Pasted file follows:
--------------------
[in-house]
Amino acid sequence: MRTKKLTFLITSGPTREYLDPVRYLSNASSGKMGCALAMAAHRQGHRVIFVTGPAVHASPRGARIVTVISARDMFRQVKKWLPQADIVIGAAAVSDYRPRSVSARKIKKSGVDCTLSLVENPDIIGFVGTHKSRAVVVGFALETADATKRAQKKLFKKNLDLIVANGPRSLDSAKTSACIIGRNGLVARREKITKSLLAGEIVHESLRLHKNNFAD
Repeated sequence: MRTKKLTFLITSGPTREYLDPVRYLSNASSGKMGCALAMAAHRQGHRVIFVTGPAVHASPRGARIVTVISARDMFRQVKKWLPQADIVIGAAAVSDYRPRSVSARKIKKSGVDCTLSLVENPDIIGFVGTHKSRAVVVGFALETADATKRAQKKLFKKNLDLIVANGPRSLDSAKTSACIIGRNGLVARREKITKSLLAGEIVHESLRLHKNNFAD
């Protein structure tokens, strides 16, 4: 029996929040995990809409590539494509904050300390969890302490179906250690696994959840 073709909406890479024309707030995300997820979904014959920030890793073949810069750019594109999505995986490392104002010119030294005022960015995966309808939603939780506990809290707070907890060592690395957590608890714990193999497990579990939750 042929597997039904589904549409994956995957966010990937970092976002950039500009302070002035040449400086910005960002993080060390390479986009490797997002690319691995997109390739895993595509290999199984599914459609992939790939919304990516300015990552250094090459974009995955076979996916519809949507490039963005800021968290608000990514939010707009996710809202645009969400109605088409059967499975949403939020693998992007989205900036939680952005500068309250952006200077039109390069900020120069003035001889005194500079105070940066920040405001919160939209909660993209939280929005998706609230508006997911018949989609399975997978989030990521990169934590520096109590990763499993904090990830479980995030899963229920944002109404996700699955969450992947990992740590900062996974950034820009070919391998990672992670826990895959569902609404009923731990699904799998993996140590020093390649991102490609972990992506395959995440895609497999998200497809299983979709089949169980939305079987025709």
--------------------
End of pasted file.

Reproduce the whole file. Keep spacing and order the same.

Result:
[in-house]
Amino acid sequence: MRTKKLTFLITSGPTREYLDPVRYLSNASSGKMGCALAMAAHRQGHRVIFVTGPAVHASPRGARIVTVISARDMFRQVKKWLPQADIVIGAAAVSDYRPRSVSARKIKKSGVDCTLSLVENPDIIGFVGTHKSRAVVVGFALETADATKRAQKKLFKKNLDLIVANGPRSLDSAKTSACIIGRNGLVARREKITKSLLAGEIVHESLRLHKNNFAD
Repeated sequence: MRTKKLTFLITSGPTREYLDPVRYLSNASSGKMGCALAMAAHRQGHRVIFVTGPAVHASPRGARIVTVISARDMFRQVKKWLPQADIVIGAAAVSDYRPRSVSARKIKKSGVDCTLSLVENPDIIGFVGTHKSRAVVVGFALETADATKRAQKKLFKKNLDLIVANGPRSLDSAKTSACIIGRNGLVARREKITKSLLAGEIVHESLRLHKNNFAD
């Protein structure tokens, strides 16, 4: 029996929040995990809409590539494509904050300390969890302490179906250690696994959840 073709909406890479024309707030995300997820979904014959920030890793073949810069750019594109999505995986490392104002010119030294005022960015995966309808939603939780506990809290707070907890060592690395957590608890714990193999497990579990939750 042929597997039904589904549409994956995957966010990937970092976002950039500009302070002035040449400086910005960002993080060390390479986009490797997002690319691995997109390739895993595509290999199984599914459609992939790939919304990516300015990552250094090459974009995955076979996916519809949507490039963005800021968290608000990514939010707009996710809202645009969400109605088409059967499975949403939020693998992007989205900036939680952005500068309250952006200077039109390069900020120069003035001889005194500079105070940066920040405001919160939209909660993209939280929005998706609230508006997911018949989609399975997978989030990521990169934590520096109590990763499993904090990830479980995030899963229920944002109404996700699955969450992947990992740590900062996974950034820009070919391998990672992670826990895959569902609404009923731990699904799998993996140590020093390649991102490609972990992506395959995440895609497999998200497809299983979709089949169980939305079987025709």